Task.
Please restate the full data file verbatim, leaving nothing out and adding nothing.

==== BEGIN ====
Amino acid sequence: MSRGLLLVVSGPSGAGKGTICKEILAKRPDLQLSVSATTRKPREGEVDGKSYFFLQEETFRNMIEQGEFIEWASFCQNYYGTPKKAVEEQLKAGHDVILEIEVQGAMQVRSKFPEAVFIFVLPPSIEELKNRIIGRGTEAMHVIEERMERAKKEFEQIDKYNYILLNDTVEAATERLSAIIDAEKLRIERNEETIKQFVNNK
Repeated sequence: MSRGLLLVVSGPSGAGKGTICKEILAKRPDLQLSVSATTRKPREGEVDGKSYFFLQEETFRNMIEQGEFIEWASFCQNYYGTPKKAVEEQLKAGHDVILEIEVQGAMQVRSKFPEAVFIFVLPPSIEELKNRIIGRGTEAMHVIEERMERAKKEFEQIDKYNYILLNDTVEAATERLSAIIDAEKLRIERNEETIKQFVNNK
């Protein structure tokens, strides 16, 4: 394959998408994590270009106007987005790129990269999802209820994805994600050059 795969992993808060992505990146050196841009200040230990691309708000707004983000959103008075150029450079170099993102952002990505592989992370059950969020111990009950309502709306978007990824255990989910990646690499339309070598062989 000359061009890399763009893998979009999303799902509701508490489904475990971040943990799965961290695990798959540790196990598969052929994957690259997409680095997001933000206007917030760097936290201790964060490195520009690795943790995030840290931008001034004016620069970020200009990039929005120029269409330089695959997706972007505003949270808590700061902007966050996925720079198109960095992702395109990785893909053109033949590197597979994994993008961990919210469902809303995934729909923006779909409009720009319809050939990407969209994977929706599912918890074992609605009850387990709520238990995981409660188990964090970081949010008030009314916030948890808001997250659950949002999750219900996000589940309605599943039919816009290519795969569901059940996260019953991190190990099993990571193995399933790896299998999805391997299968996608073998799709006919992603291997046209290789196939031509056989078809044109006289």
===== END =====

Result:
Amino acid sequence: MSRGLLLVVSGPSGAGKGTICKEILAKRPDLQLSVSATTRKPREGEVDGKSYFFLQEETFRNMIEQGEFIEWASFCQNYYGTPKKAVEEQLKAGHDVILEIEVQGAMQVRSKFPEAVFIFVLPPSIEELKNRIIGRGTEAMHVIEERMERAKKEFEQIDKYNYILLNDTVEAATERLSAIIDAEKLRIERNEETIKQFVNNK
Repeated sequence: MSRGLLLVVSGPSGAGKGTICKEILAKRPDLQLSVSATTRKPREGEVDGKSYFFLQEETFRNMIEQGEFIEWASFCQNYYGTPKKAVEEQLKAGHDVILEIEVQGAMQVRSKFPEAVFIFVLPPSIEELKNRIIGRGTEAMHVIEERMERAKKEFEQIDKYNYILLNDTVEAATERLSAIIDAEKLRIERNEETIKQFVNNK
């Protein structure tokens, strides 16, 4: 394959998408994590270009106007987005790129990269999802209820994805994600050059 795969992993808060992505990146050196841009200040230990691309708000707004983000959103008075150029450079170099993102952002990505592989992370059950969020111990009950309502709306978007990824255990989910990646690499339309070598062989 000359061009890399763009893998979009999303799902509701508490489904475990971040943990799965961290695990798959540790196990598969052929994957690259997409680095997001933000206007917030760097936290201790964060490195520009690795943790995030840290931008001034004016620069970020200009990039929005120029269409330089695959997706972007505003949270808590700061902007966050996925720079198109960095992702395109990785893909053109033949590197597979994994993008961990919210469902809303995934729909923006779909409009720009319809050939990407969209994977929706599912918890074992609605009850387990709520238990995981409660188990964090970081949010008030009314916030948890808001997250659950949002999750219900996000589940309605599943039919816009290519795969569901059940996260019953991190190990099993990571193995399933790896299998999805391997299968996608073998799709006919992603291997046209290789196939031509056989078809044109006289």